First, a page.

Visiting Angkor Wat

A staple on many people’s bucket list is a visit to Angkor Wat, the ancient city near Siem Reap, Cambodia. The ruins cover many miles and spending one or more days exploring the various temples is literally the one reason why people come to this otherwise isolated part of the country. When we planned our sabbatical to SE Asia, we planned the entire trip with this trip to Angkor at the very top of the list. Here are my impressions of it from 11 January, 2011.

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I’ve wanted to visit the temples of Angkor Wat since I first heard about them.  They are often heralded as one of the top few things to see in the entire world, and if you come to this region and don’t visit, you would definitely get some weird looks from your fellow tourists.  There’s good reason for its popularity.  The ancient city and temples around Angkor (and most famous, the temple Angkor Wat), are breath-taking.During our one day visit to Angkor, we managed to blow through six of the fifty or so temples and we did not dilly-dally around.  Our day began at 5:30 when our hotel-arranged tuk-tuk driver picked us up so we could get to Angkor Wat for the sunrise.  Next to a visit to Angkor, the other major to-do item is to see a sunrise or sunset over the temples, so we took one for the team and chose the super early option partially because before sunrise you’re not yet sweating through your clothes. Sure enough, the sunrise was stunning, although I will say the moment was a little less jaw dropping due to the throngs of flashing cameras.  Shortly after the first hint of daylight, Drew and I headed into the temple complex and for a few blessed minutes we were alone.  Alone in Angkor Wat.  It was a highlight of our day.

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During the rest of the day we saw some of the other biggies (Bayon and Ta Phrom) as well as some more off the grid temples (Ta Keo), and we both agree that Bayon, with all of its carved faces, was another highlight.  Ta Phrom, a temple that was used in the filming of the movie Tomb Raider, would be amazing to visit without the 10+ tour buses and flag-wielding tour leaders marching their groups through the narrow doorways.

BayonFace-min

Including a break during the day for lunch, the temple fatigue set in mid-afternoon and we were back at the hotel by 4:30.  A cold beer on Pub Street and some lotion for the sunburn was a solid end to the day.

AngkorSunset-min

I do have one bone to pick with the entire Angkor institution and with our Lonely Planet guidebook, in particular. You can visit the temples for one, three or seven days – you buy whichever pass you’d like when you arrive.  The guidebook highly recommends a full week of temple watching, and completely shuns anyone who could possibly prefer a single day of temples to get their fill.  I personally feel that one full day was absolutely enough Angkor for me…it’s stunning, don’t get me wrong, but every temple kinda looks the same, and if you start with Angkor Wat, it’s downhill from there on the spectacular scale.Oh, and one more thing.  Price is definitely relative, and our visit was one of the most expensive things we’ll do on our entire trip, but compared to visiting Six Flags or going to a Red Sox game, it’s a bargain.  $20 for a single day entry per person ($40 for three days, $60 for a week, all in US dollars), and $15 or so for a private driver per day.  You can also rent a bike for a couple bucks if you’d like, though many of the temples are several kilometres apart and there’s the whole heat thing.  Of course, first you have to actually get to Cambodia, but that’s for another day…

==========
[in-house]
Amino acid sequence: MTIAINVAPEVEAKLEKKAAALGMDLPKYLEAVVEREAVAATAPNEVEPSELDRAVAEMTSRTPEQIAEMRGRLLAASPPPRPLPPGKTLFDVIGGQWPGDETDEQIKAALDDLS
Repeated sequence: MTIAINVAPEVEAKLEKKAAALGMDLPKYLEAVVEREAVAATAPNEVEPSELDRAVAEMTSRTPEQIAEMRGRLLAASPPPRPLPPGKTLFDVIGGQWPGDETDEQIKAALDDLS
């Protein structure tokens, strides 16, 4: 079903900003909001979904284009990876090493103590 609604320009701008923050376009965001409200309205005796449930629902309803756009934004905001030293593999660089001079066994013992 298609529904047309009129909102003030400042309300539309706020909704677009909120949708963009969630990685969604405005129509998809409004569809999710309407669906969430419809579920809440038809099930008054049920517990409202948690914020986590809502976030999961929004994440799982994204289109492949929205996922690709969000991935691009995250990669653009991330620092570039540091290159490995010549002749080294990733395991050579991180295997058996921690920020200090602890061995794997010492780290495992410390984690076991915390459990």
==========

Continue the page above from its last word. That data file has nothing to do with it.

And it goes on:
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  • April 14, 2015

    I felt the same. One day was perfect, it didn’t need to be more

    • April 14, 2015

      I find that we enjoy the major sites like that, but doing multiple days was just not for us. Some people can spend several days at the Louvre for instance, but we are more like several hour type of people. I couldn’t imagine doing a 7 day tour around the temples. That’s a lot of temples!

      • April 14, 2015

        I’m the same in that. Or it should be something I’m really, extremely interested in.

        • April 18, 2015

          So true. Guide books often tell you what you SHOULD be interested in, not things that you MIGHT be interested in